In another example, a computer-readable storage medium stores instructions that upon execution by one or more processors cause the one or more processors to perform method of receiving user data from a wireless sink device at a wireless source device. The method includes receiving a data packet at the wireless source device, wherein the data packet comprises user input data with associated coordinate data; normalizing the associated coordinate data to generate normalized coordinate data; processing the data packet based on the normalized coordinate data.

In another example, a wireless sink device for transmitting user data to a wireless source device includes means for receiving a data packet at the wireless source device, wherein the data packet comprises user input data with associated coordinate data; means for normalizing the associated coordinate data to generate normalized coordinate data; means for processing the data packet based on the normalized coordinate data.

BRIEF DESCRIPTION OF DRAWINGS

FIG. 1A is a block diagram illustrating an example of a source/sink system that may implement techniques of this disclosure.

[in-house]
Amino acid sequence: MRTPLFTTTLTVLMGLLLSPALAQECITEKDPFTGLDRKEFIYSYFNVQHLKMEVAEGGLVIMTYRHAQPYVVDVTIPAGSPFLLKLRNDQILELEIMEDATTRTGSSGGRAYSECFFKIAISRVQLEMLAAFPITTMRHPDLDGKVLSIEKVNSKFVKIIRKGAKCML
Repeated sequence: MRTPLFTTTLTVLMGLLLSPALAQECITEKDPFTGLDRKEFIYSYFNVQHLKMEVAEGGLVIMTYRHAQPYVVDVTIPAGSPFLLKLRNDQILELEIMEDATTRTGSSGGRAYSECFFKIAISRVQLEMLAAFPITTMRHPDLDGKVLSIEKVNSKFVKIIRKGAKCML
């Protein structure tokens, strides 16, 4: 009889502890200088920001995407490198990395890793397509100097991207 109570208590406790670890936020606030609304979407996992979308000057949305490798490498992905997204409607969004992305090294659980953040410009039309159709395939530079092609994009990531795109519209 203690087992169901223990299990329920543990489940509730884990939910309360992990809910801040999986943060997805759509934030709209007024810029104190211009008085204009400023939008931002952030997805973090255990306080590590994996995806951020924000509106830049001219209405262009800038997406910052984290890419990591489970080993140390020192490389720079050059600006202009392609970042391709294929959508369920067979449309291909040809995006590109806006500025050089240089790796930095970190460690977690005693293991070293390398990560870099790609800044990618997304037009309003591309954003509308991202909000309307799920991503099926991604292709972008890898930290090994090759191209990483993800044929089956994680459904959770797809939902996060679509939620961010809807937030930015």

FIG. 1B is a block diagram illustrating an example of a source/sink system with two sink devices.

FIG. 2 shows an example of a source device that may implement techniques of this disclosure.

FIG. 3 shows an example of a sink device that may implement techniques of this disclosure.

FIG. 4 shows a block diagram of a transmitter system and a receiver system that may implement techniques of this disclosure.

FIGS. 5A and 5B show example message transfer sequences for performing capability negotiations according to techniques of this disclosure.

FIG. 6 shows an example data packet that may be used for delivering user input data obtained at a sink device to a source device.